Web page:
** Diffusion and Growth on Metal
Surfaces **(1993-Present)

Publication Numbers: 14,15,16,17,18,21,22,27,30,37,38,40.

The study of thin film growth in molecular beam
epitaxy

provides an excellent

laboratory for the study of statistical physics
far from

thermal equilibrium in two and three dimensions.

Scanning tunneling microscopy (STM) now provides

essential real space

information down to the atomic scale.

The important theoretical and computational challenges
are

to understand the diffusion, nucleation and growth
processes

at the atomic scale and from them to predict
the

morphologies which emerge at much larger scales.

This effort requires a combination of tools including:

(a) Atomic calculation of energy barriers for
hopping and attempt frequencies;

(b) Efficient techniques for the simulation

of the time evolution of the surface morphology;

(c) Visualization

tools for exploring the morphology at different
scales.

We have made an important contribution to this
effort by

introducing a model that provides a complete
and quantitative

description of self-diffusion on different FCC(001)
metal substrates

(such as Cu, Ag, Au, Ni, etc) on a common footing
with only a few

parameters [38].

These parameters can be obtained from experiments,
ab-initio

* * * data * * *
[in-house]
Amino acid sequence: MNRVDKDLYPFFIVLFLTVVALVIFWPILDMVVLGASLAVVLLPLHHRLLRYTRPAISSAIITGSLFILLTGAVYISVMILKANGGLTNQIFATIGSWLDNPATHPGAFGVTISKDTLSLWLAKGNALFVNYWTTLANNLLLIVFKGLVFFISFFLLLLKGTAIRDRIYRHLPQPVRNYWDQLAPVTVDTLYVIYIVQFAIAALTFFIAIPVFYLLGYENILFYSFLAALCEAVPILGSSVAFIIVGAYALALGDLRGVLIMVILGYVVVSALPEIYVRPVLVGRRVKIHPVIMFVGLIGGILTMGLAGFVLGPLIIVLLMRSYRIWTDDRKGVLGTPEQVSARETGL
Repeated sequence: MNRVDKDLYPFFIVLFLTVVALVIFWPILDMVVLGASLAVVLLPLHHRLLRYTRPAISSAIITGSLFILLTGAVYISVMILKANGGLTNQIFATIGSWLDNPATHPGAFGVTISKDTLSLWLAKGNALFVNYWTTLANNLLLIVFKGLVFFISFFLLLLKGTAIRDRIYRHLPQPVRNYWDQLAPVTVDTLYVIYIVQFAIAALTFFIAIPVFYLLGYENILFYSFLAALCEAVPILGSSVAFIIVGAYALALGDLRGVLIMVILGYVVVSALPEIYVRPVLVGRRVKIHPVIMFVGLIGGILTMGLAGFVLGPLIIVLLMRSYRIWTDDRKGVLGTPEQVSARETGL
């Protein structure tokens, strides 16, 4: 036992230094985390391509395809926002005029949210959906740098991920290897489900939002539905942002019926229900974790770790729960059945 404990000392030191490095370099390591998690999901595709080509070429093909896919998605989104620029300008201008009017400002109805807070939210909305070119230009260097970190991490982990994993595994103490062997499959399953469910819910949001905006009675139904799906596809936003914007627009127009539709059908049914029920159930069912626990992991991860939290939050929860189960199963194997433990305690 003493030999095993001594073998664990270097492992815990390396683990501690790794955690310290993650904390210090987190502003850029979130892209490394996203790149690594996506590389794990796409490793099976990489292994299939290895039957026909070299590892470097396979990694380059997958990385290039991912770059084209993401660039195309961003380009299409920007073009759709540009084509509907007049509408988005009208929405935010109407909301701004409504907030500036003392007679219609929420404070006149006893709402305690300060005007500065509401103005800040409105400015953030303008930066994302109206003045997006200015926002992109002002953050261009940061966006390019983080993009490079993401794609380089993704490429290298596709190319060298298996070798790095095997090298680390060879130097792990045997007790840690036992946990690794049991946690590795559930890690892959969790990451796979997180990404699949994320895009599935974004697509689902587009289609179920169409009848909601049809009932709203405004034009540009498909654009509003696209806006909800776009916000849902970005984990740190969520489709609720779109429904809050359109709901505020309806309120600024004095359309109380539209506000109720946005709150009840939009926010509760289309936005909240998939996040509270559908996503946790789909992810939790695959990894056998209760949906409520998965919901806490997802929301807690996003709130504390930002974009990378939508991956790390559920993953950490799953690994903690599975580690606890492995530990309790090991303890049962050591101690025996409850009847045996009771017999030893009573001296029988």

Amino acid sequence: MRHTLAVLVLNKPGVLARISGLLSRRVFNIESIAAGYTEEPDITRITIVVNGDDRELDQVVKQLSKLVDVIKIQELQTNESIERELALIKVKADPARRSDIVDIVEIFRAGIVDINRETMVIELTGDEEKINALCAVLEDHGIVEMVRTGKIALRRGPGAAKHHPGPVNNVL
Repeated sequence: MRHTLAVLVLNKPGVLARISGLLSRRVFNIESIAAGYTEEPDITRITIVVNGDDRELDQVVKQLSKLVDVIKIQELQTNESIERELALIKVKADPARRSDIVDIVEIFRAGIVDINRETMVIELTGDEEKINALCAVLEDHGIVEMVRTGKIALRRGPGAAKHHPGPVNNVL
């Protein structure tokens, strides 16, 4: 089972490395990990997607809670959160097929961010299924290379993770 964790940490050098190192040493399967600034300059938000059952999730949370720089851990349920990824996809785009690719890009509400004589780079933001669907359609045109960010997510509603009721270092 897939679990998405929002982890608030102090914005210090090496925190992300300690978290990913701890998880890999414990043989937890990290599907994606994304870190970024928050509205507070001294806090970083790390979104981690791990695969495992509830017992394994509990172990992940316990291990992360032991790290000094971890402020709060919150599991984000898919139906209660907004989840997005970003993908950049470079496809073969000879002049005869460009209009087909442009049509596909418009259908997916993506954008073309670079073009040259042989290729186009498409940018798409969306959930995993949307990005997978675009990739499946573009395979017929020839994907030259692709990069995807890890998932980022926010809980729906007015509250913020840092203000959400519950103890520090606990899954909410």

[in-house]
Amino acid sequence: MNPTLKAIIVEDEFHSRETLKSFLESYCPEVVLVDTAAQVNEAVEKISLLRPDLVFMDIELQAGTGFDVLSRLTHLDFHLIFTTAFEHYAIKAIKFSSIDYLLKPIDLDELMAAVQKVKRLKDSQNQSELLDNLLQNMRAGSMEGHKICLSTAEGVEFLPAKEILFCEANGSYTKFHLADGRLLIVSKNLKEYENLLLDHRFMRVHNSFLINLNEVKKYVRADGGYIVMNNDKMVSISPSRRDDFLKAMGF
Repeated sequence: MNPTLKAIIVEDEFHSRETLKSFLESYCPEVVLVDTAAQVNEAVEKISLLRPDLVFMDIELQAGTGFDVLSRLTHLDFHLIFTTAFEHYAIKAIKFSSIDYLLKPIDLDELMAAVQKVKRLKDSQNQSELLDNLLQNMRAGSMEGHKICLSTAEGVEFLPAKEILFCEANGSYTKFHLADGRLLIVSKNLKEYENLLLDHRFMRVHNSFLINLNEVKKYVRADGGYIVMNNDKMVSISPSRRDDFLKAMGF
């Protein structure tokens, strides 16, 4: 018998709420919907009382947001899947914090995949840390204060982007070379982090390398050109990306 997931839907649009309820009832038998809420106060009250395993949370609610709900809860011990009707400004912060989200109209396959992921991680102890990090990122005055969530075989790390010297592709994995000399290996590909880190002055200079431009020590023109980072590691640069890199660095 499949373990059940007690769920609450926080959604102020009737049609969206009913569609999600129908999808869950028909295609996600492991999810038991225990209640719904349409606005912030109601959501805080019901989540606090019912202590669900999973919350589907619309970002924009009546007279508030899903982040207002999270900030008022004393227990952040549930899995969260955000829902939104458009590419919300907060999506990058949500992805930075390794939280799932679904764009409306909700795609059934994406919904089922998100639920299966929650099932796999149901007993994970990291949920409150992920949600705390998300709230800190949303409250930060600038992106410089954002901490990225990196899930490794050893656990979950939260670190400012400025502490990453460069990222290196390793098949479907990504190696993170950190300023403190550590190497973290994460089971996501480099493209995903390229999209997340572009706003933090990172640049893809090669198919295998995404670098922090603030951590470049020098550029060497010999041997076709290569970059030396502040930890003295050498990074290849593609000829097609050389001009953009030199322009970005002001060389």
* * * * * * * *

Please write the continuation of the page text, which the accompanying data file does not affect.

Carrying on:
or semi-empirical calculations.

To demonstrate the approach we studied self diffusion
on Cu(001)

using barriers obtained from semi-empirical potentials.

We then performed a quantitative comparison between
experimental

results

on epitaxial growth of Cu on Cu(001) in the submonolayer

regime

(obtained by Wendelken et al.)

and our Monte Carlo simulations.

In these experiments the separation between nucleating
islands

on the surface is measured as a function of the
incoming flux

and the substrate temperature.

We obtained a good quantitative agreement for
the island

separation, the activation energies for the dominant
processes

and the dynamical exponents that characterize
the growth.

We are currently using this approach

to study electromigration effects

on metal surfaces [40].

Electromigration, at high densities of electric

current causes biased diffusion of atoms which
may cause

damage in microelectronic circuits. As the size
of these

circuits is reduced, it becomes more essential
to understand

and control this phenomenon.

So far we have focused on the analysis of the
drift velocity

of surface features such as islands and voids,
and its dependence

on the current density and temperature.

In the coming year we will examine the collective
behavior of

large ensembles of islands and voids, under electromigration

conditions.

Future Plans: We plan to study collective effects
and

growth instabilities in multilayer growth. We
will focus on the

development of a theoretical framework which
will be able to

predict under given physical conditions, what
would be the

resulting mode of growth.

The understanding of inter-terrace diffusion

at the atomic scale is crucial for this purpose.

The growth instability which gives rise to three
dimensional

growth is driven by nucleation of islands on
top of islands.

This process is

strongly affected by the Schwoebel barrier for
adatom hopping

down a step. However, the Schwoebel barrier strongly
depends

on the structure of the growing islands, thus
coupling between

the submonolayer and multilayer processes at
a broad range of

length and time scales.